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Rushfields: Celebrating 40 Years

As Rushfields Plant Centre in Poynings gears up to celebrate its 40th anniversary this year, James Forryan talked to founders Colin and Kathryn Langridge about the keys to their longevity and what they’ve learned over their 40 years in business

Back in 1984, when brother and sister Colin and Kathryn Langridge first purchased a small plot of land on the edge of the Sussex village of Poynings, the site of their nascent plant-growing business came with a warning. “It used to belong to the Crown Estate,” Colin explained, “and it came with a covenant; we are not allowed to annoy the Monarch, or her successor.”

Not only have they managed to navigate the last four decades without incurring the displeasure of the late Queen Elizabeth – or indeed the reigning King Charles – but the pair have seen their modest venture bloom into one of the area’s best-loved fixtures, drawing in visitors daily from across Sussex. Beyond its large garden centre, offering everything from gardening tools to an impressive array of locally-grown plants and vegetables, Rushfields has evolved over its 40-year lifespan to include an award-winning farm shop specialising in local produce (including their legendary pies), as well as a bustling café which has become a focal point for the local community.

It’s a long way from Colin and Kathryn’s humble beginnings, and the success of Rushfields over the years hasn’t come without its challenges – not to mention a lot of hard work. “We both came out of school with one O-level; an ungraded in R.E.” said Colin of their early years. “We weren’t really academic students… but we both went on to horticultural college and for me that was the first time in my life that I enjoyed education.” Alongside their studies at Brinsbury College in Pulborough, both worked as gardeners for local councils – Kathryn in Worthing, Colin in Brighton & Hove – before renting their first acre of land together in 1981, beginning as a simple nursery growing plants in poly-tunnels. “I don’t believe that you need a university education,” explained Colin, “but what we did have is the background from our parents, which taught us the skills we needed to succeed.”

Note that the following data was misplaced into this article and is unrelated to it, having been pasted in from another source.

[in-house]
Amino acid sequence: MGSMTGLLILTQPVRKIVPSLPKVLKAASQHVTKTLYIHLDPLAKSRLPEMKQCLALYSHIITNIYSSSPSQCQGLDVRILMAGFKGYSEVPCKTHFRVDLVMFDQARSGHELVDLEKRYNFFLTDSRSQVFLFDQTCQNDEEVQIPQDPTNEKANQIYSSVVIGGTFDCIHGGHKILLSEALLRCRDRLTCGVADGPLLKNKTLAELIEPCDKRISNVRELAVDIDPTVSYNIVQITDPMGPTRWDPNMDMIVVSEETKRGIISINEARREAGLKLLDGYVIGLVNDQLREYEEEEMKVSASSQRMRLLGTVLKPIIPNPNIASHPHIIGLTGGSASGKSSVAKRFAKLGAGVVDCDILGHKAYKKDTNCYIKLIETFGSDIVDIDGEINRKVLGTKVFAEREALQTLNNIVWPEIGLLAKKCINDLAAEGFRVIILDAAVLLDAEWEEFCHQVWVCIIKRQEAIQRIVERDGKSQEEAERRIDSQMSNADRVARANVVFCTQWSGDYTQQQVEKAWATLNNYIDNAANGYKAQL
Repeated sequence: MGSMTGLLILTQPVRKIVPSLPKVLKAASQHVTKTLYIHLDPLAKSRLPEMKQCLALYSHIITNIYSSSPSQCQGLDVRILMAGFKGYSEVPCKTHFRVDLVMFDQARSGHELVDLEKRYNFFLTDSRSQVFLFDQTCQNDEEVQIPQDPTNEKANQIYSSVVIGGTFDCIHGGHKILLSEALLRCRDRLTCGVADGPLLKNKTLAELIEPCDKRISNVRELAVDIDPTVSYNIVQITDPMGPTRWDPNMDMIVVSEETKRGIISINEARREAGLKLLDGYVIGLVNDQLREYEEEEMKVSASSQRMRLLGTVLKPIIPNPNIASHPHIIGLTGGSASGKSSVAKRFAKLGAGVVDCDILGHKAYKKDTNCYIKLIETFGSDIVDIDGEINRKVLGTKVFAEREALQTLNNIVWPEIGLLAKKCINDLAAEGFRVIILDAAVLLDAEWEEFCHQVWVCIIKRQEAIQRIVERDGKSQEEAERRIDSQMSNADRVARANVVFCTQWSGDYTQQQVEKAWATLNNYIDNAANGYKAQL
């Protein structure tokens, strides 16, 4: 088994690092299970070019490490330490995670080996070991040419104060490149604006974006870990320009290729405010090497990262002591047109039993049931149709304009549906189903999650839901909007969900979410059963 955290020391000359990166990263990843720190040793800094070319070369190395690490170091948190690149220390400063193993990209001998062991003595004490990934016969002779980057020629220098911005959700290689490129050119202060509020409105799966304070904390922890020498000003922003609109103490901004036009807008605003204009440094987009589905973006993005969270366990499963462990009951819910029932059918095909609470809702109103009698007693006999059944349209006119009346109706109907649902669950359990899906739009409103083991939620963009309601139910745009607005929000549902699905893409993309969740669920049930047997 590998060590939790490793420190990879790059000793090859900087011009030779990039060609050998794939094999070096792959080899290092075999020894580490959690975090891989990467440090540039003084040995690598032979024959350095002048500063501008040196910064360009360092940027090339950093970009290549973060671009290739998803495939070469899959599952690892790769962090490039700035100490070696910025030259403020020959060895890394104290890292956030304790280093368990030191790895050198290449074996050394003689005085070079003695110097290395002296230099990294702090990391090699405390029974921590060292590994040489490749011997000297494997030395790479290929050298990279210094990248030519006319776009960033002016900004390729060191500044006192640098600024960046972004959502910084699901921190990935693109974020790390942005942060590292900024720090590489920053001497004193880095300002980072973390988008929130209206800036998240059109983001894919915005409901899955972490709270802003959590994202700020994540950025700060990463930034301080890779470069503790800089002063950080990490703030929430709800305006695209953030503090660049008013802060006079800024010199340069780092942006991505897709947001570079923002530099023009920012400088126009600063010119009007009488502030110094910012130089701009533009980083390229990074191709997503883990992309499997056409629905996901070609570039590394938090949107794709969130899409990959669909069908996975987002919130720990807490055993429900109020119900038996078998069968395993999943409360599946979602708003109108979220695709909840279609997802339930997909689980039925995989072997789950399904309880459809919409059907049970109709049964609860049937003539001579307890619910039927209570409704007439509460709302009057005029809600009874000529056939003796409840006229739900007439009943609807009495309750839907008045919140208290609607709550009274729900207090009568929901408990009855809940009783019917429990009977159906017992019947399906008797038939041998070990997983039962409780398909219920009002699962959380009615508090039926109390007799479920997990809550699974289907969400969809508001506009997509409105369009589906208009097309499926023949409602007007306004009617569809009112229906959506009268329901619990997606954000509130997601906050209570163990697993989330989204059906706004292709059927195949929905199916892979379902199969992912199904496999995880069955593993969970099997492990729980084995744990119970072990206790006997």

Seizing the chance to buy the ready-named Rushfields site three years later “for the princely sum of £13,000”, the pair were able to quickly expand their growing capabilities – but even then not everything went smoothly. “The first greenhouse we put up in 1986,” recalled Kathryn, “and it blew down in ’87 in the hurricane.” Not to be deterred, the pair took the setback as a valuable lesson in facing adversity. “It makes you a stronger person,” Kathryn explained, “and it makes you more determined to achieve results.” Over the following years, several new greenhouses were installed on the site, eventually to be replaced in 1999 by the impressive glasshouse that now dominates the plant centre’s expansive layout.

No business survives for four decades on determination alone, though, so what have been the other key factors in Rushfields’ longevity? One of them is keeping their supply chains local wherever possible. “We are still grower-retailers, we still grow our own plants, whereas many other garden centres buy in their stock”, said Kathryn. “That gives us the ability to produce a better product,” continued Colin, “but also there’s availability all the time. If we’ve run out of something by three o’clock on a Sunday afternoon, we can bring it straight in from the nursery.”

This philosophy extends to their external suppliers too. “We’re both Sussex people, we were born less than ten miles from here, and to us Sussex is very important,” explained Colin, describing the relationships they’ve developed with suppliers in the area over the years. “We focus on local produce and we have around 50 local suppliers, including the farm over the road which supplies us with lamb and beef.” Those relationships were particularly important when it came to diversifying the business with the opening of their farm shop in 2010. “As a family we’re very interested in food,” said Colin of the expansion, “so we saw that as a logical progression.”

Indeed, the farm shop has been another important factor in the Rushfields success story, as has the addition of the café, which has become a popular local meeting point. “Nowadays, if you don’t have a café in a garden centre, you won’t have a garden centre,” explained Kathryn. “It’s a very key focal point for people to meet, people like the social activity of meeting up, having coffee and cake or some lunch. It’s even more important now than it was 10 years ago.”

Perhaps the biggest key to their success though is Colin and Kathryn themselves, along with their respective partners, Pam and Adrian. “It’s a family business and we have that family feel. Some of our staff have been with us for a long time,” said Kathryn, and it’s a familiar story with their loyal customer base too. “We’ve seen their children grow up, now their children have got children,” Kathryn added. “They’re used to seeing us, we’re always around on the shop floor.”

So how will they be celebrating their 40th anniversary? “We’re starting off on March 23rd,” said Colin, “all our customers coming in that weekend will have a piece of birthday cake and a glass of fizz. There will be events and offers throughout the year, and we’ll be having a big birthday bash in the summer.”


Rushfields Plant Centre

Henfield Road, Poynings

BN45 7AY

01273 857445

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